Festival Review: Death In Sarajevo (2016)

Smrt u Sarajevu

Set in the multilayered world of a hotel, Danis Tanovic’s Death In Sarajevo begs the question whether we really need a metaphor for the Balkans.


by Mark Wilshin

Death In Sarajevo

CAUTION: Here be spoilers

Following his Silver Bear winner in 2013 An Episode In The Life Of An Iron-Picker, Danis Tanovic returns with Death In Sarajevo, a metaphor for Europe and Bosnia and Herzegovina that takes place within the premises of Sarajevo’s Hotel Europa. From the presidential suite to the kitchen, laundry and surveillance room, we encounter debts, proposed bank foreclosure and planned strikes as well as romantic trysts, family relations and a crooked boss, ruthless, violent and lecherous. But it’s not all just a simple allegory for contemporary politics, as a media crew debate the relative importance of Gavrilo Princip on the roof and the “hysterical dualism” of Bosnia as part of the commemoration of the 100th anniversary of the start of the First World War. The hotel is expecting an EU delegation and is watching carefully over its French VIP (Jacques Weber) as he carefully rehearses his speech (which turns out to be a theatrical performance, asides and all). But with a coked up security guard and a “Chetnik thug” with a gun, looking for someone to assassinate – there’s trouble in the making. It’s socially-oriented and political, but so specific to the Balkans, it’s questionable whether Danis Tanovic’s parable on the fate of Bosnia and Herzegovina carries enough heft to make it across the border.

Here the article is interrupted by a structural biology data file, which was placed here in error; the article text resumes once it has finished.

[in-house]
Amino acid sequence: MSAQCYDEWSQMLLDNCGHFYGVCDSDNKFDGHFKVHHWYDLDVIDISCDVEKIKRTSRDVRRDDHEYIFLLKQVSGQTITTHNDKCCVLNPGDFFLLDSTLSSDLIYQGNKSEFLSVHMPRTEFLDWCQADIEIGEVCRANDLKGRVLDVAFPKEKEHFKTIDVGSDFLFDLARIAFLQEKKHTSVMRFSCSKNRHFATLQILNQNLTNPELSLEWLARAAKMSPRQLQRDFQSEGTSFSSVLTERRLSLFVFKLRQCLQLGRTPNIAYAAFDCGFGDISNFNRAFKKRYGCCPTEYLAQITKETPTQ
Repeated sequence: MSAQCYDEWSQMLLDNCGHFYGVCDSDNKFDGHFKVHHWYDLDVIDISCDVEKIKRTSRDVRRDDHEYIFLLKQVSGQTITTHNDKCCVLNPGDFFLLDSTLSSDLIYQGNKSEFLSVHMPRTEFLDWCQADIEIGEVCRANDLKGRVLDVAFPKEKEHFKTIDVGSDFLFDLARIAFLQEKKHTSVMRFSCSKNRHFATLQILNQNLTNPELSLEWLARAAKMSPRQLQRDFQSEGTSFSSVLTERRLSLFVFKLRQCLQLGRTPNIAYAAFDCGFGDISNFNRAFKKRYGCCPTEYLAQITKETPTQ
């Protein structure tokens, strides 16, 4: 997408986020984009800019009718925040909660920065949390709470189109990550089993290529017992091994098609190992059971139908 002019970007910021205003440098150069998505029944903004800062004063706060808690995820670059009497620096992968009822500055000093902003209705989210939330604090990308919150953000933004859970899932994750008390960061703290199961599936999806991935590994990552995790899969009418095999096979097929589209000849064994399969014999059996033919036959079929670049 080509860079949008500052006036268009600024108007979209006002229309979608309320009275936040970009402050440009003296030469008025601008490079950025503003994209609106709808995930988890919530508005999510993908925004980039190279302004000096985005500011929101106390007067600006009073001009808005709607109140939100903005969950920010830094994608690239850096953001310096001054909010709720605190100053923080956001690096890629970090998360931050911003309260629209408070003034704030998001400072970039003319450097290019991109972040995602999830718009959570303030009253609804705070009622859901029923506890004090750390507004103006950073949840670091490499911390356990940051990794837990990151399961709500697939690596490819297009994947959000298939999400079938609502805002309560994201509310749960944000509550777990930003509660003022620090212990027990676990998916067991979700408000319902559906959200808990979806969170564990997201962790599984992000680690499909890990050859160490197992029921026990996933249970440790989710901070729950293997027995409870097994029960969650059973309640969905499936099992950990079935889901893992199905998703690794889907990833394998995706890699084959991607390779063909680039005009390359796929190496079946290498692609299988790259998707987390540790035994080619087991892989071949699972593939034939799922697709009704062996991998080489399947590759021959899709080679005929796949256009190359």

Death In Sarajevo is now showing at the Berlin Film Festival

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